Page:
Dogs can’t speak and outright tell us how they are feeling, which makes it slightly harder to understand that something is wrong. Still, dogs are highly expressive animals. By paying attention and knowing what to look for, you can detect mental distress in your furry friends easily.
Watch out for the following symptoms of depressions in dogs:
1. Behavioral Changes
Dogs do not necessarily show sadness and despair like humans. Sometimes, rapid changes in their behaviors are telling of depression. A gentle, well-behaved dog who suddenly begins to chew a lot, makes several attempts to escape, forgets all about his bathroom training and defecates all around the house, starts barking, and shows mild to severe aggression are some of the behavioral changes dogs exhibit due to of depression. Whenever your dog begins to show changes in behavior, it’s always wise to connect with a dog behaviorist and take their professional opinion.
2. Changes in Appetite
Food is one of the driving forces in animals, especially dogs. When your dog loses interest in food, you should know that it points towards a physical or mental ailment. However, some dogs also start overeating which may also indicate depression. If this change in appetite is sudden and shocking, don’t rule out the possibility of depression.
3. Excessive Paw Licking
Dogs like to lick, and pet owners are well-aware of this trait. However, excessive and incessant licking can be another sign of depression or a physical condition. Either way, this symptom shouldn’t be ignored. If you observe excessive paw licking along with any of the other symptoms in this list, sure enough, your dog needs professional help.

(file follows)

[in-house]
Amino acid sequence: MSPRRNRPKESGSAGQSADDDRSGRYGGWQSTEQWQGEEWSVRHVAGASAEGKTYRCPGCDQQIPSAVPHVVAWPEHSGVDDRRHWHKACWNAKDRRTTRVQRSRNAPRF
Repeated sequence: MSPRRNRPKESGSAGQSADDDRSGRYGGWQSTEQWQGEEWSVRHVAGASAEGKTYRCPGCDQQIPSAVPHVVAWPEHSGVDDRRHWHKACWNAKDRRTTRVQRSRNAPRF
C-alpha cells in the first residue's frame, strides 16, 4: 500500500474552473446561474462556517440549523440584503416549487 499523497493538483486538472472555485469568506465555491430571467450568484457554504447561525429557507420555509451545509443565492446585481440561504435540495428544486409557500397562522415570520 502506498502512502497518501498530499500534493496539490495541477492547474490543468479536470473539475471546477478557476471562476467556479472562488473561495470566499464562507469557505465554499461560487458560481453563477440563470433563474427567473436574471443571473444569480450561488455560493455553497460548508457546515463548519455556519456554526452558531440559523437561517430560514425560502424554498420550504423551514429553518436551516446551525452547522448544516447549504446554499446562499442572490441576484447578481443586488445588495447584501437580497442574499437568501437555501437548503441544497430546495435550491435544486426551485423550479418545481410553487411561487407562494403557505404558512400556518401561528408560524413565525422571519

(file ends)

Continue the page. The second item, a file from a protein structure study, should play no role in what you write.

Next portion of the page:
4. Lethargic and Sleepy
Dogs are usually hyper and display an energetic demeanor. Sure, they sleep a lot, but they mostly do this when there’s no one home and nothing exciting is happening. However, if you leave the house with your dog sleeping, and return without an ounce of reaction from your dog, it’s a clear sign that your dog isn’t feeling well. When left for such a long time, dogs build pent-up energy, and it’s entirely unusual for them not to react to the excitement of their owners coming back unless they are not well, depressed, or both.
It’s entirely uncharacteristic of adult dogs to go into hiding inside the house. If you find your dog hiding under the bed, in the closet, or in any dark, secluded corner, it’s a clear sign that the dog is depressed or stressed. If you see this, shower your dog with attention and try to lure them out and get them to play with their favorite games.
The quicker you detect depression in dog, the faster your furry friend will get treated. Whenever you notice any unusual changes, your first line of action should be to go to a vet. However, if your vet rules out all physical health conditions, it’s time to pay attention to their mental health.